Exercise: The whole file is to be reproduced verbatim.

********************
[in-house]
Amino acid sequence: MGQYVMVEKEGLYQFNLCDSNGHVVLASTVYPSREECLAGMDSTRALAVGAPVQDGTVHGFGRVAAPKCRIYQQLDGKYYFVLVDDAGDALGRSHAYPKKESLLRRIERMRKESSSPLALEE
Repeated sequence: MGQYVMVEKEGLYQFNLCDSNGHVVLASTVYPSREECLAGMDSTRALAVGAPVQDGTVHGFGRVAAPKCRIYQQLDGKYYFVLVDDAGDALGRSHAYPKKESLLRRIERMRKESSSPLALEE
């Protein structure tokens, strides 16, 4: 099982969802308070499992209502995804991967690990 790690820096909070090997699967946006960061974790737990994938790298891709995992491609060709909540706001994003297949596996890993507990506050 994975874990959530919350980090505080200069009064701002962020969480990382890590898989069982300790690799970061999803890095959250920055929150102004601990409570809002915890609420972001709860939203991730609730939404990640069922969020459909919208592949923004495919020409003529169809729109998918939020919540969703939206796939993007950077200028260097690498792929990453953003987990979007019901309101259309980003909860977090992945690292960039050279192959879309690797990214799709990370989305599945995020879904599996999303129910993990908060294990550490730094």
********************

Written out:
[in-house]
Amino acid sequence: MGQYVMVEKEGLYQFNLCDSNGHVVLASTVYPSREECLAGMDSTRALAVGAPVQDGTVHGFGRVAAPKCRIYQQLDGKYYFVLVDDAGDALGRSHAYPKKESLLRRIERMRKESSSPLALEE
Repeated sequence: MGQYVMVEKEGLYQFNLCDSNGHVVLASTVYPSREECLAGMDSTRALAVGAPVQDGTVHGFGRVAAPKCRIYQQLDGKYYFVLVDDAGDALGRSHAYPKKESLLRRIERMRKESSSPLALEE
């Protein structure tokens, strides 16, 4: 099982969802308070499992209502995804991967690990 790690820096909070090997699967946006960061974790737990994938790298891709995992491609060709909540706001994003297949596996890993507990506050 994975874990959530919350980090505080200069009064701002962020969480990382890590898989069982300790690799970061999803890095959250920055929150102004601990409570809002915890609420972001709860939203991730609730939404990640069922969020459909919208592949923004495919020409003529169809729109998918939020919540969703939206796939993007950077200028260097690498792929990453953003987990979007019901309101259309980003909860977090992945690292960039050279192959879309690797990214799709990370989305599945995020879904599996999303129910993990908060294990550490730094």